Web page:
“In fourteen hundred and ninety-two, Columbus sailed the ocean blue.”
If you attended school around the same time I did, no doubt you recited that little poem more than once to help your memory during history quizzes. It’s an example of a mnemonic which is an aide to help bring something to mind. I call them memory pegs or memory triggers. And it is a little embarrassing how many I still use.
Except for February, I simply can’t bring myself to remember how many days are in a particular month unless I first count them down on my knuckles. With your two fists extended in front of you, side by side, start reciting the months. When a month falls on a knuckle, it has 31 days. if it falls between knuckles, it has 30 (or 28).
We probably all use the old “Spring Forward; Fall Back Trick” when it comes time to reset our clocks for Daylight Savings Time. At least I still do and will undoubtedly continue to do so.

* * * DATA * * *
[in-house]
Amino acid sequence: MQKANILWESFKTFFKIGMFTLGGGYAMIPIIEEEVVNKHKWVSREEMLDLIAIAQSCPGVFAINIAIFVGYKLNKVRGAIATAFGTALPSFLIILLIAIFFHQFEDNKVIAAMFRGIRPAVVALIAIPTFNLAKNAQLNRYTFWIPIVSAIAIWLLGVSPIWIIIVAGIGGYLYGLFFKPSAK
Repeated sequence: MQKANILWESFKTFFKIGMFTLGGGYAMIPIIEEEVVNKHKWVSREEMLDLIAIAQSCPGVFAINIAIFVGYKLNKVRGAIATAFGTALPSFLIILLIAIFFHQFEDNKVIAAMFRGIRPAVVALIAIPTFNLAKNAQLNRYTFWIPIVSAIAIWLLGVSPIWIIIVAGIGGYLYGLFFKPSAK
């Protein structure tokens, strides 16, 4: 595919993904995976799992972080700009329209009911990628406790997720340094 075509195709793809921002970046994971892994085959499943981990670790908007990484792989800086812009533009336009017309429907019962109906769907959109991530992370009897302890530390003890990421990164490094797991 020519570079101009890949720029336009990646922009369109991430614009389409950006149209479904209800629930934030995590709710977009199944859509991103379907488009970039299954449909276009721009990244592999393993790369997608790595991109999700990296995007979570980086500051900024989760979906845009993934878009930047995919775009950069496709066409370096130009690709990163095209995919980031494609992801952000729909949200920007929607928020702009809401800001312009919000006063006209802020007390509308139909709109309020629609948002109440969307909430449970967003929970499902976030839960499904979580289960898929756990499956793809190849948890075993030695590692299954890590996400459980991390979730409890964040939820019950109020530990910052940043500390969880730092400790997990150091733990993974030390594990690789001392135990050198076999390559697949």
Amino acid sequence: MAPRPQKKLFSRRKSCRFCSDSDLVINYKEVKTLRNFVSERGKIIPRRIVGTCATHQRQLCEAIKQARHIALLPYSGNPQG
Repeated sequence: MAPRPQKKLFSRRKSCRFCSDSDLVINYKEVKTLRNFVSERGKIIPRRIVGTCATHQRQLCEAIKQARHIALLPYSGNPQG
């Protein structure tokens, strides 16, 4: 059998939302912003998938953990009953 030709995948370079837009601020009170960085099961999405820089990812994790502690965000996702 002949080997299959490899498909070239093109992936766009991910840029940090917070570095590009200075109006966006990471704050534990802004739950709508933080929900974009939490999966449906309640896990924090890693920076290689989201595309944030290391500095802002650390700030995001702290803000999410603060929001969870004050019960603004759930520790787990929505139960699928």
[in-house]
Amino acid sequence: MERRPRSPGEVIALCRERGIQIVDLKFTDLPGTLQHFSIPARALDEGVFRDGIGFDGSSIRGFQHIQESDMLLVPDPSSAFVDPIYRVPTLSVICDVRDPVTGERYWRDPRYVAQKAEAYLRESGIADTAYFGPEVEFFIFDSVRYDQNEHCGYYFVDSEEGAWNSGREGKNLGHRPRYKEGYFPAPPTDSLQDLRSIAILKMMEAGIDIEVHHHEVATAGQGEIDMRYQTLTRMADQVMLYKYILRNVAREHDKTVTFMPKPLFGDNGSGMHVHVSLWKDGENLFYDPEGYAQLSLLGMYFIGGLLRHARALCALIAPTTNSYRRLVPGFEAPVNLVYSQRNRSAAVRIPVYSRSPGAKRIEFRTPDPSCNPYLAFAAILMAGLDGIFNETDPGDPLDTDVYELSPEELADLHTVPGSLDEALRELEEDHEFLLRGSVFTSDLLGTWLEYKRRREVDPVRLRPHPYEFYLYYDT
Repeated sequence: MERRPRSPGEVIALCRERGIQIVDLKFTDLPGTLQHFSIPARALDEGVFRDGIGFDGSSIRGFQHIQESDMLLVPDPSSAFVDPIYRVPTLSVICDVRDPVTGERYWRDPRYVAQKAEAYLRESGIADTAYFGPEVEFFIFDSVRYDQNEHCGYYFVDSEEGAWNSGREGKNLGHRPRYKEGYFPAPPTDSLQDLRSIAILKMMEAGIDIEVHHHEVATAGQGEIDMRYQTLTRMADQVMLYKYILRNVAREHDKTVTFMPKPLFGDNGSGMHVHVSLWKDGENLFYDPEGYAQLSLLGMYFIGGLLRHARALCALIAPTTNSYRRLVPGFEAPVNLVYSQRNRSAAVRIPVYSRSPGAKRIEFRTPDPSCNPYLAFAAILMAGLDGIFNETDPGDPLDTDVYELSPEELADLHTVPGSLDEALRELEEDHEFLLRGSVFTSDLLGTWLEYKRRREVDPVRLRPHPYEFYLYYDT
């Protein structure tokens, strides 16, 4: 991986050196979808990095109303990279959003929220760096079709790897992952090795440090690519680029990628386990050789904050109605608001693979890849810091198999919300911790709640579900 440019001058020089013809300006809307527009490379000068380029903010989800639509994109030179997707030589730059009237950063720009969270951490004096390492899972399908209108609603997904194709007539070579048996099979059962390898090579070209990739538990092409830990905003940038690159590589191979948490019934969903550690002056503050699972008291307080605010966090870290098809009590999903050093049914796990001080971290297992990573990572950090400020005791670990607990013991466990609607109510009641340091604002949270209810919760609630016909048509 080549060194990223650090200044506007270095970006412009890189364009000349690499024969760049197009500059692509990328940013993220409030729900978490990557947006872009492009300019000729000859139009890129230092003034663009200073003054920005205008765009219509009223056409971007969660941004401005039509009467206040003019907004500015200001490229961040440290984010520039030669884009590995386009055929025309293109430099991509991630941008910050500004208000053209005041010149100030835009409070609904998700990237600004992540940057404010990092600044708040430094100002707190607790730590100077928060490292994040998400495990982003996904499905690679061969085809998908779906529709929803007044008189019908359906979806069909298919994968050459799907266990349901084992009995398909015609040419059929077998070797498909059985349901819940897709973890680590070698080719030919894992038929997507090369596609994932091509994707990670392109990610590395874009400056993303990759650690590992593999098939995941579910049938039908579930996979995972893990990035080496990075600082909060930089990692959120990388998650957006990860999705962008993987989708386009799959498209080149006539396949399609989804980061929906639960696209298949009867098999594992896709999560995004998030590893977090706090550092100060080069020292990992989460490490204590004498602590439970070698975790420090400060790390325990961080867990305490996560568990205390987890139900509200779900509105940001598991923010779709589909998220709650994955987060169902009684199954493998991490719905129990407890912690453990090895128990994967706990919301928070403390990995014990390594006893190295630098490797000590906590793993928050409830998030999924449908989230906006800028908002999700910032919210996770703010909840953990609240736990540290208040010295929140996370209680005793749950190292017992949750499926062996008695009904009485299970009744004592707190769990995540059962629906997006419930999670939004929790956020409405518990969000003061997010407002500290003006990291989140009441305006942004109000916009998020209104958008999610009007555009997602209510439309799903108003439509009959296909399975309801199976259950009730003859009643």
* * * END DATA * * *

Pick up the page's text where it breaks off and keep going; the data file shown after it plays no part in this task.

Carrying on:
I could never remember which was which – stalagmite or stalactite until I learned this little trick: Stalagmite has a “g” in it because it comes out of the ground. Stalactite has a “c” in it because it hangs from the ceiling.
And finally, I would be incapable of setting a proper table without knowing that utensils with four letters (like fork) are placed to the left (four letters) of the plate while utensils with five letters (spoon, knife) are placed on the right (five letters.)
Our minds being what they are, we would have a hard time remembering anything if it weren’t for these little tricks or memory triggers. And really, isn’t that why we keep photos, slides, videos and film? Because they contain the images of memories we don’t want to forget.
Thanks to Home Video Studio, we don’t have to. The obsolete media once used to store memorable images can be transferred to a more current format, bringing your memories into the digital age.
What mnemonic do you use? Share them here. Something tells me I’ll need all the memory pegs I can find as the years go by.
Michael Ondrasik and Home Video Studio specialize in the preservation of family memories through the digitalization of films, videotapes, audio recordings, photos, negatives, and slides. For more information, call 352-735-8550 or visit our website.